From Our Founder

 

Hi friends!

Lately, I’ve been thinking about how we, as a society, acknowledge – or don’t acknowledge – grief and loss.

Some heartbreaking statistics:

  • 20 years ago, 2,977 people died in the September 11th attacks.
  • 4.6 million people, worldwide have died of COVID.
  • 700,000+ people die by suicide in the U.S. each year.

Death, on any scale, is painful.

I think about a family friend who lost their precious 18-year-old daughter, Katie Beth, in a car crash five years ago.

I’ve never experienced pain and loss at that level, but I’m confident not a day goes by that Katie Beth’s parents, sister, and brother don’t think about her and grieve her loss.

Recently, I was listening to this podcast episode where Monica Padman and Kristen Bell interview Sheryl Sandberg, COO of Facebook. Sheryl has some great words to share about leadership, particularly as a woman.

However, I was most intrigued by Sheryl’s vulnerable words on how she navigated the world after her husband, Dave, died suddenly in 2015.

As a noteworthy speaker and author, Sheryl is interviewed all the time, but she mentioned that no one ever asks her about her husband during an interview. 

During this episode, Kristen and Monica made a point of doing so, and it led to a rich discussion about the importance of acknowledging grief directly.

Sheryl shared that many people do not know how to respond when someone close to them loses a loved one. Often, people say the wrong thing, or even worse, they say nothing at all.

She offered a few suggestions on better responses to offer in this situation, such as:

  • “What do you not want on your burger because I’m coming over.”
  • “I know today is five years since you lost your daughter. In case you want some company, I’m free.”
  • “I’m coming over at 3 pm tomorrow to drop off a meal and pick up your laundry.”
  • “I’m usually up early or late if you need anything.”
  • “One of my favorite memories of your mom is when she…” 

As therapists, most of us have no trouble talking about grief and loss in the therapy office. It’s expected that we would openly discuss a deep loss with our clients.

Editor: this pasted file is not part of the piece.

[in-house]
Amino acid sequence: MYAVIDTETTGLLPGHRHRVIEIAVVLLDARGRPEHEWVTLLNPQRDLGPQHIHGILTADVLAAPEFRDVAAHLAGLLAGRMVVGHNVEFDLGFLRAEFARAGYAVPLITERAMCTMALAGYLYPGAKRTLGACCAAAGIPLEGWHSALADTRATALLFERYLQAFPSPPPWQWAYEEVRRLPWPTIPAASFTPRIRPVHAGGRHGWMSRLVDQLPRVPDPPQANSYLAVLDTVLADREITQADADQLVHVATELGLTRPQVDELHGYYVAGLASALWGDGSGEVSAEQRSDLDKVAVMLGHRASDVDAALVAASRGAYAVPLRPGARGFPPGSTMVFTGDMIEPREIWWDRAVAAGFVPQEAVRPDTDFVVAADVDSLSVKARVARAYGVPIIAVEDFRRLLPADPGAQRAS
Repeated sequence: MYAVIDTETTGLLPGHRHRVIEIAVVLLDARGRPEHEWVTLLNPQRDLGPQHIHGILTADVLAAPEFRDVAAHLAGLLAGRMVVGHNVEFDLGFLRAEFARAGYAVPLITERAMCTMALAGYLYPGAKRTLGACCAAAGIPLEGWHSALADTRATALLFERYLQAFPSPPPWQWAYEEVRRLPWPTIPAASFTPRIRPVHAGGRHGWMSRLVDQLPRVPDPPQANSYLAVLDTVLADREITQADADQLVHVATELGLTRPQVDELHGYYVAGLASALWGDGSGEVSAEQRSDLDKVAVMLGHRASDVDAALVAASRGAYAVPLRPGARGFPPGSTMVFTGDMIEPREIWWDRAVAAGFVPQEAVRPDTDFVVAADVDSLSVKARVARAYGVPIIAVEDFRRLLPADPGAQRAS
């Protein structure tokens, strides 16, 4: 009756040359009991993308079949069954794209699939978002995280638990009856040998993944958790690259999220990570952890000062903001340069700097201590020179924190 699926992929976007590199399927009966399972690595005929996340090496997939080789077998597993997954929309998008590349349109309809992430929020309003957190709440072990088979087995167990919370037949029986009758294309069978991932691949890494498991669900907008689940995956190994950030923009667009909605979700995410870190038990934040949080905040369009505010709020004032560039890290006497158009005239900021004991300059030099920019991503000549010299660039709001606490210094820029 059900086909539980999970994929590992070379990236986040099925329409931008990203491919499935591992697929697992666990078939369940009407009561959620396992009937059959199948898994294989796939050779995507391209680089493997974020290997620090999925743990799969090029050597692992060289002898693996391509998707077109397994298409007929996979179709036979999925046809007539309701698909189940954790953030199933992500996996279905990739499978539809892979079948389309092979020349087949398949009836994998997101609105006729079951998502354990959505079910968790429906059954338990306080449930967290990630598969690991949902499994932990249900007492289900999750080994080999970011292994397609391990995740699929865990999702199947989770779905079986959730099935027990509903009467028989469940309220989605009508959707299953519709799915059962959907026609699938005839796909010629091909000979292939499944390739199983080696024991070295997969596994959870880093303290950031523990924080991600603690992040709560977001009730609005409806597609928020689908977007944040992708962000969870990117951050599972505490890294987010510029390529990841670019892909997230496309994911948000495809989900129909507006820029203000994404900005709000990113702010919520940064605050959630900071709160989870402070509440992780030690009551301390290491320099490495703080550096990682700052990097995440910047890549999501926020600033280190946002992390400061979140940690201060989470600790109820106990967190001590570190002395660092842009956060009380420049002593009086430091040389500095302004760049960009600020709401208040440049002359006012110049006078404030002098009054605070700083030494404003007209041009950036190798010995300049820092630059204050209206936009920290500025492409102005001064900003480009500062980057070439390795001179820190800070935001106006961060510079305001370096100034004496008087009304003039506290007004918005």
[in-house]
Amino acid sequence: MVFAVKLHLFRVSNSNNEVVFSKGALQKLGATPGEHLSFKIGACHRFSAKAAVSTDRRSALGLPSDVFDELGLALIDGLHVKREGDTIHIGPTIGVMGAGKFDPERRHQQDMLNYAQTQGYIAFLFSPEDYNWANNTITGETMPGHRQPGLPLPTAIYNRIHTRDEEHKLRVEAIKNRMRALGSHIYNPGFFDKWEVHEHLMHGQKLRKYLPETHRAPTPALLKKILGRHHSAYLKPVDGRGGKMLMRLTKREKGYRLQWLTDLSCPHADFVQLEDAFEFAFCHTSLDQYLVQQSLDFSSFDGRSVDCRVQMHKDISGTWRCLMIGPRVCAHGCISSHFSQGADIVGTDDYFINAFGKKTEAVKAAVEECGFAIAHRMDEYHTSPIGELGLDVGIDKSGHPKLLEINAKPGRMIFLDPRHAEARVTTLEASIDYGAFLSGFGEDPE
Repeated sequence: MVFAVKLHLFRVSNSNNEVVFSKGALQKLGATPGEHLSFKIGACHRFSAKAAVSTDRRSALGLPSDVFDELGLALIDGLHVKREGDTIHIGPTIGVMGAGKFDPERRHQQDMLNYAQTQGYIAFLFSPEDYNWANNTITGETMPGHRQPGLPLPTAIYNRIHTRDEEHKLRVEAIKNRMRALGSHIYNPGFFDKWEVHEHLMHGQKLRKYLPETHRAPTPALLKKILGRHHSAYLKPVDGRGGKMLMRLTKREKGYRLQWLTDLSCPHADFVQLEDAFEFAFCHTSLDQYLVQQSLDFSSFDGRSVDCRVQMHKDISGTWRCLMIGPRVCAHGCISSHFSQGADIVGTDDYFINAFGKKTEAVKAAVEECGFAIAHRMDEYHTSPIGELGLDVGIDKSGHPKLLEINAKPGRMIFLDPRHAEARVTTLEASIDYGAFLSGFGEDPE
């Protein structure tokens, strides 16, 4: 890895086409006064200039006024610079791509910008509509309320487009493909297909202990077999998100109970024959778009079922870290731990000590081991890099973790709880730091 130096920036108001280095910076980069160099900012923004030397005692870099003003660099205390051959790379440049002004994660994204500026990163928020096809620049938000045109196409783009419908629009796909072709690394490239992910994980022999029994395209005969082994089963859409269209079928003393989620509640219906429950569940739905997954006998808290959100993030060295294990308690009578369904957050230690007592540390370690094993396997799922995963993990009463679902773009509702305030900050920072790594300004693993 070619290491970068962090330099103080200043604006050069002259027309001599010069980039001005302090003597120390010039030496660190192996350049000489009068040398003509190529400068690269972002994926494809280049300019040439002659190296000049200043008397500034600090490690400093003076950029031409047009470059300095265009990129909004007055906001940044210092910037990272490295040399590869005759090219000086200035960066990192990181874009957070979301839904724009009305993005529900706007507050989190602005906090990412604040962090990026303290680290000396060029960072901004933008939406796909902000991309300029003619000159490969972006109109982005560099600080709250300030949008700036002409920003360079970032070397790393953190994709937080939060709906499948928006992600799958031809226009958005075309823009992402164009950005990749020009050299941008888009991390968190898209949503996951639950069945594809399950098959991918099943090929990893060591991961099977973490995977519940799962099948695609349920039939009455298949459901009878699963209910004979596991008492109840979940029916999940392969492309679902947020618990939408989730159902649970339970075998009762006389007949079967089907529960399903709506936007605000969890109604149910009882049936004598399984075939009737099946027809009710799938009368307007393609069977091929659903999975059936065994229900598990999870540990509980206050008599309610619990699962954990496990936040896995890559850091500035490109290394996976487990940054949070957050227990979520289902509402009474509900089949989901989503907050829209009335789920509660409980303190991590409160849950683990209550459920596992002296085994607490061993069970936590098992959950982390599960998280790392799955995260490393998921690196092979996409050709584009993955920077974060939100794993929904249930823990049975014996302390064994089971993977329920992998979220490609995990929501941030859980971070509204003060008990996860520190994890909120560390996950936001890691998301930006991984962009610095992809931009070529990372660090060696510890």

However, I notice that I struggle to address grief directly when it occurs among my friends and family, particularly those I’m not as close to.

Sheryl points out in the podcast that people need more than just their closest three friends to make it through grief. She also states the grief doesn’t magically disappear after three months. Instead, it’s a long journey with particular challenges on the anniversary of the death and other significant holidays.

Sheryl’s words inspired me to be more intentional about reaching out to those in my life who have experienced significant loss and using some of her suggestions to get me started.

I know many of you specialize in grief or loss – I’d love to hear your thoughts as experts in this space if you have anything you’d like to share.

Or, if you’ve lost a loved one you’d like to tell me about – I’d love to remember him or her with you. Feel free to reply here and tell me about them.

Warmly,

Rachel

 
 
Rachel McCrickard, LMFT

Rachel McCrickard, LMFT

Rachel is the CEO & Founder of Motivo, a HIPAA-compliant video platform connecting mental health therapists to the clinical supervision hours needed for licensure. She's also a LMFT, and brings her years of experience as both a therapist and a supervisor to her vision for Motivo. She also is a huge fan of pizza and yoga, in that order.

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